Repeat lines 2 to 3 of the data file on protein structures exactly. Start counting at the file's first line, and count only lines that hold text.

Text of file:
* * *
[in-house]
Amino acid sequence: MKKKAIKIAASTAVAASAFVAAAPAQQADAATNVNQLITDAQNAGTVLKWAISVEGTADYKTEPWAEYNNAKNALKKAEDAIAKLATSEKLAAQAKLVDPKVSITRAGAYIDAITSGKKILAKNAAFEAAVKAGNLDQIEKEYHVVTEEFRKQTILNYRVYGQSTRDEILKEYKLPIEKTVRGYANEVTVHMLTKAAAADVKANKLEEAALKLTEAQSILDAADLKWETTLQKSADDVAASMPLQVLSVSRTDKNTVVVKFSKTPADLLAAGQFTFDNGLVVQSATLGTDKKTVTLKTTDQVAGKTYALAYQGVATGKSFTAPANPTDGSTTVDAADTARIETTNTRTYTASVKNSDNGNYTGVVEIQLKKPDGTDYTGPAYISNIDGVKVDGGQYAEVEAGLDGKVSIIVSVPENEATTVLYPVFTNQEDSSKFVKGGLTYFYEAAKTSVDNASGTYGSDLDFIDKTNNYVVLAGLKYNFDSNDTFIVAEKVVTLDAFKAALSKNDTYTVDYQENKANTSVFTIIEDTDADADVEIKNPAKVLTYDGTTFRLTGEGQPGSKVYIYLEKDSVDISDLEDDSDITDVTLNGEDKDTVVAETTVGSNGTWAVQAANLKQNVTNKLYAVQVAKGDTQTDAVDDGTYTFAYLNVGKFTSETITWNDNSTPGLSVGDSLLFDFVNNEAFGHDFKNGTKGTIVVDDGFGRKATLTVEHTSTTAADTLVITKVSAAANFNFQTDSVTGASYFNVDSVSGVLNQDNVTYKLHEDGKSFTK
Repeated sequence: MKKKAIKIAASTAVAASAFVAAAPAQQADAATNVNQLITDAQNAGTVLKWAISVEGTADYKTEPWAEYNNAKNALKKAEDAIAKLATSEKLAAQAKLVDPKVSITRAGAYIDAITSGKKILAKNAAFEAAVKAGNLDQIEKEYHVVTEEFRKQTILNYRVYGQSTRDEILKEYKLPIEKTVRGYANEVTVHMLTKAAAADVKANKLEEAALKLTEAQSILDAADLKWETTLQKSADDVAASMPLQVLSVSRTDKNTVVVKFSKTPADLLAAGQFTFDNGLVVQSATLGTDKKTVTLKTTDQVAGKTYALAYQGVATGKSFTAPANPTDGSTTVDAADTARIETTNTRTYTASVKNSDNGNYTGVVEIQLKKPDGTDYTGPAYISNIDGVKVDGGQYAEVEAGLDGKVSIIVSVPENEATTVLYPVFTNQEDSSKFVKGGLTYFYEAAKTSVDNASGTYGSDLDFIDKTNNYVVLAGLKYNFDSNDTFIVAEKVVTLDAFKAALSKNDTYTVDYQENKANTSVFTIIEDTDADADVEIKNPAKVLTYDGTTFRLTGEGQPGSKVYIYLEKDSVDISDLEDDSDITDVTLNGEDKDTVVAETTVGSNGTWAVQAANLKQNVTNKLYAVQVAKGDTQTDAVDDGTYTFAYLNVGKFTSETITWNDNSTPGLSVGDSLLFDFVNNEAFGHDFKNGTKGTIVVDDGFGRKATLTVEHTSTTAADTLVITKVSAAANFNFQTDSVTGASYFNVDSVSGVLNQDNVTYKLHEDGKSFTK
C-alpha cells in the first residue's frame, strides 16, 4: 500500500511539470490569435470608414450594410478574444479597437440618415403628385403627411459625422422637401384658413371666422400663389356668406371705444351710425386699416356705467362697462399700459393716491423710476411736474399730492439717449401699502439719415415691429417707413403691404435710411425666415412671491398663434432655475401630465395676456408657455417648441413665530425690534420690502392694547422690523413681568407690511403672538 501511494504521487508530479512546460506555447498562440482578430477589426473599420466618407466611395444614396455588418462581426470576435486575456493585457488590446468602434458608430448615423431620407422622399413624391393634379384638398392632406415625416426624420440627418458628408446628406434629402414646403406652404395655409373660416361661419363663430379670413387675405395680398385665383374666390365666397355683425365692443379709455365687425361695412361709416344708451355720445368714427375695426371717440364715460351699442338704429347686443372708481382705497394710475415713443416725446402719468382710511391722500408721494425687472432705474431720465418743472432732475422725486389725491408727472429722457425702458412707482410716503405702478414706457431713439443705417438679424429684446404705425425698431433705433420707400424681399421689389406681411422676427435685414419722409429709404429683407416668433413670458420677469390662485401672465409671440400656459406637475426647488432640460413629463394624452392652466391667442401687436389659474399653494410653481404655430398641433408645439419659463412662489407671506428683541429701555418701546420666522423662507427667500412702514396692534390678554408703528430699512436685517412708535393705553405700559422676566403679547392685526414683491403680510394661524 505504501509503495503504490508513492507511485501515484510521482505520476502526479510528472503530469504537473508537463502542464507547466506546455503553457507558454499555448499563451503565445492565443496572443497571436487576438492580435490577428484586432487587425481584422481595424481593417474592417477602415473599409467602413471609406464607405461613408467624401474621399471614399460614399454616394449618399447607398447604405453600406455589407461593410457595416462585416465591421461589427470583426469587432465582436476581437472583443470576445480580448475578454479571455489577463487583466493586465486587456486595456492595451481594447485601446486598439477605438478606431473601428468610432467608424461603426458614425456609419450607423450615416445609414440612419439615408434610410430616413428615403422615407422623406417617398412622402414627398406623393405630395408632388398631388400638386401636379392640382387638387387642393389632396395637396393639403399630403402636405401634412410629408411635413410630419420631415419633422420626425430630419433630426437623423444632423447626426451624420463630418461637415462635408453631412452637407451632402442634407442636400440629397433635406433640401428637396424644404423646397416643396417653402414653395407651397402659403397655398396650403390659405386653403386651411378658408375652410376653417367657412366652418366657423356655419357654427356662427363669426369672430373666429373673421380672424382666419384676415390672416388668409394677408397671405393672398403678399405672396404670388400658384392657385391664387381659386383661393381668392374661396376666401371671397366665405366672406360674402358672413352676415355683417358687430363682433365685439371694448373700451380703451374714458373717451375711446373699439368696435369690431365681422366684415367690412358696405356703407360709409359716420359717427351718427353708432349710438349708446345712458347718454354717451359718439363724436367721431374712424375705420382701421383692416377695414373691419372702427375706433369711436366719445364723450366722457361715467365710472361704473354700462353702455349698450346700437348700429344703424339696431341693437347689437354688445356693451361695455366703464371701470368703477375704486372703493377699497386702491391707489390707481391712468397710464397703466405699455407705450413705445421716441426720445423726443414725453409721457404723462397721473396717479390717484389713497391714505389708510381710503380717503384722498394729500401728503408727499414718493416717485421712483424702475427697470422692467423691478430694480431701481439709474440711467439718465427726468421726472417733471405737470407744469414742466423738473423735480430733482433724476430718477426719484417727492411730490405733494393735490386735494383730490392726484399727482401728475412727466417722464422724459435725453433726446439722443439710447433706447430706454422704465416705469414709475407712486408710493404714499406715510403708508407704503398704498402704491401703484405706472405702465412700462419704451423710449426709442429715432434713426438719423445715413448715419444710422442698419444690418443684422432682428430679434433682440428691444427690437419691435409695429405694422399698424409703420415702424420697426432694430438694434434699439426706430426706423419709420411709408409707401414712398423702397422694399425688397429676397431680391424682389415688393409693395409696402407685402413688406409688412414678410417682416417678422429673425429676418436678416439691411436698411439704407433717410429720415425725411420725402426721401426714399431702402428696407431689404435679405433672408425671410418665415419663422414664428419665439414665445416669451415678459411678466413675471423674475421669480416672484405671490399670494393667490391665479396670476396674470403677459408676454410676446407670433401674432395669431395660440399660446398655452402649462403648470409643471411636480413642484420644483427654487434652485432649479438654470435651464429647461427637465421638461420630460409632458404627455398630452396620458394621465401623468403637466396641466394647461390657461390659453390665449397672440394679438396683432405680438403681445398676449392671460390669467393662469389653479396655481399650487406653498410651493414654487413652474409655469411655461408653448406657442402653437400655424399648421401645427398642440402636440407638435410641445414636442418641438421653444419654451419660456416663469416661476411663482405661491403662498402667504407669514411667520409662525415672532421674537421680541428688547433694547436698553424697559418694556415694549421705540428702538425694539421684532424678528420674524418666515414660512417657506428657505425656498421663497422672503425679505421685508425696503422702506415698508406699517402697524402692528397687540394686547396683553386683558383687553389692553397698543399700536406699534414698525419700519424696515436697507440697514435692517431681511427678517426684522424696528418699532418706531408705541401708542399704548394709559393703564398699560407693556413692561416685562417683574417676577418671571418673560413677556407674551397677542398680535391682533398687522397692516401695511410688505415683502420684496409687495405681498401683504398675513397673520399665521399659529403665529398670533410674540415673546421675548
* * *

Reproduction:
Amino acid sequence: MKKKAIKIAASTAVAASAFVAAAPAQQADAATNVNQLITDAQNAGTVLKWAISVEGTADYKTEPWAEYNNAKNALKKAEDAIAKLATSEKLAAQAKLVDPKVSITRAGAYIDAITSGKKILAKNAAFEAAVKAGNLDQIEKEYHVVTEEFRKQTILNYRVYGQSTRDEILKEYKLPIEKTVRGYANEVTVHMLTKAAAADVKANKLEEAALKLTEAQSILDAADLKWETTLQKSADDVAASMPLQVLSVSRTDKNTVVVKFSKTPADLLAAGQFTFDNGLVVQSATLGTDKKTVTLKTTDQVAGKTYALAYQGVATGKSFTAPANPTDGSTTVDAADTARIETTNTRTYTASVKNSDNGNYTGVVEIQLKKPDGTDYTGPAYISNIDGVKVDGGQYAEVEAGLDGKVSIIVSVPENEATTVLYPVFTNQEDSSKFVKGGLTYFYEAAKTSVDNASGTYGSDLDFIDKTNNYVVLAGLKYNFDSNDTFIVAEKVVTLDAFKAALSKNDTYTVDYQENKANTSVFTIIEDTDADADVEIKNPAKVLTYDGTTFRLTGEGQPGSKVYIYLEKDSVDISDLEDDSDITDVTLNGEDKDTVVAETTVGSNGTWAVQAANLKQNVTNKLYAVQVAKGDTQTDAVDDGTYTFAYLNVGKFTSETITWNDNSTPGLSVGDSLLFDFVNNEAFGHDFKNGTKGTIVVDDGFGRKATLTVEHTSTTAADTLVITKVSAAANFNFQTDSVTGASYFNVDSVSGVLNQDNVTYKLHEDGKSFTK
Repeated sequence: MKKKAIKIAASTAVAASAFVAAAPAQQADAATNVNQLITDAQNAGTVLKWAISVEGTADYKTEPWAEYNNAKNALKKAEDAIAKLATSEKLAAQAKLVDPKVSITRAGAYIDAITSGKKILAKNAAFEAAVKAGNLDQIEKEYHVVTEEFRKQTILNYRVYGQSTRDEILKEYKLPIEKTVRGYANEVTVHMLTKAAAADVKANKLEEAALKLTEAQSILDAADLKWETTLQKSADDVAASMPLQVLSVSRTDKNTVVVKFSKTPADLLAAGQFTFDNGLVVQSATLGTDKKTVTLKTTDQVAGKTYALAYQGVATGKSFTAPANPTDGSTTVDAADTARIETTNTRTYTASVKNSDNGNYTGVVEIQLKKPDGTDYTGPAYISNIDGVKVDGGQYAEVEAGLDGKVSIIVSVPENEATTVLYPVFTNQEDSSKFVKGGLTYFYEAAKTSVDNASGTYGSDLDFIDKTNNYVVLAGLKYNFDSNDTFIVAEKVVTLDAFKAALSKNDTYTVDYQENKANTSVFTIIEDTDADADVEIKNPAKVLTYDGTTFRLTGEGQPGSKVYIYLEKDSVDISDLEDDSDITDVTLNGEDKDTVVAETTVGSNGTWAVQAANLKQNVTNKLYAVQVAKGDTQTDAVDDGTYTFAYLNVGKFTSETITWNDNSTPGLSVGDSLLFDFVNNEAFGHDFKNGTKGTIVVDDGFGRKATLTVEHTSTTAADTLVITKVSAAANFNFQTDSVTGASYFNVDSVSGVLNQDNVTYKLHEDGKSFTK